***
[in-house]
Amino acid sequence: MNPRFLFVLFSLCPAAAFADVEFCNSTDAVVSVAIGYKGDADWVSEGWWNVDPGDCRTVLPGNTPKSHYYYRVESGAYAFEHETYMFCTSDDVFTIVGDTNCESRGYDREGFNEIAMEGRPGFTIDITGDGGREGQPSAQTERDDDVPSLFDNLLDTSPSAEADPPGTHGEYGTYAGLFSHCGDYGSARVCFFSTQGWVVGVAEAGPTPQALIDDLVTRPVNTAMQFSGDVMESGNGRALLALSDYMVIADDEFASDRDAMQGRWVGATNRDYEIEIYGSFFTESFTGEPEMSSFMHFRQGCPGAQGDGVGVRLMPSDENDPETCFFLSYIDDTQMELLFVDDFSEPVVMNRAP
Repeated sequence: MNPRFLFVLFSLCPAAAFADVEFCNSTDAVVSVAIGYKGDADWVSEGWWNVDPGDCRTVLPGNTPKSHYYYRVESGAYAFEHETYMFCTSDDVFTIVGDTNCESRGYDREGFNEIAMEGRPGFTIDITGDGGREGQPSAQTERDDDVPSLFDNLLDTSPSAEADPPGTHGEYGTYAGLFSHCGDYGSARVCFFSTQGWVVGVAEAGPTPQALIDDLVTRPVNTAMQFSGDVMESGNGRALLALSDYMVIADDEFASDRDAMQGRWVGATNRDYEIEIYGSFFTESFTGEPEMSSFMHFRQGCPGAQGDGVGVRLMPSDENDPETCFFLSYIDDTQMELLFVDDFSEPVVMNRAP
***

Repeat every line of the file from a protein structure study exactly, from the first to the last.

[in-house]
Amino acid sequence: MNPRFLFVLFSLCPAAAFADVEFCNSTDAVVSVAIGYKGDADWVSEGWWNVDPGDCRTVLPGNTPKSHYYYRVESGAYAFEHETYMFCTSDDVFTIVGDTNCESRGYDREGFNEIAMEGRPGFTIDITGDGGREGQPSAQTERDDDVPSLFDNLLDTSPSAEADPPGTHGEYGTYAGLFSHCGDYGSARVCFFSTQGWVVGVAEAGPTPQALIDDLVTRPVNTAMQFSGDVMESGNGRALLALSDYMVIADDEFASDRDAMQGRWVGATNRDYEIEIYGSFFTESFTGEPEMSSFMHFRQGCPGAQGDGVGVRLMPSDENDPETCFFLSYIDDTQMELLFVDDFSEPVVMNRAP
Repeated sequence: MNPRFLFVLFSLCPAAAFADVEFCNSTDAVVSVAIGYKGDADWVSEGWWNVDPGDCRTVLPGNTPKSHYYYRVESGAYAFEHETYMFCTSDDVFTIVGDTNCESRGYDREGFNEIAMEGRPGFTIDITGDGGREGQPSAQTERDDDVPSLFDNLLDTSPSAEADPPGTHGEYGTYAGLFSHCGDYGSARVCFFSTQGWVVGVAEAGPTPQALIDDLVTRPVNTAMQFSGDVMESGNGRALLALSDYMVIADDEFASDRDAMQGRWVGATNRDYEIEIYGSFFTESFTGEPEMSSFMHFRQGCPGAQGDGVGVRLMPSDENDPETCFFLSYIDDTQMELLFVDDFSEPVVMNRAP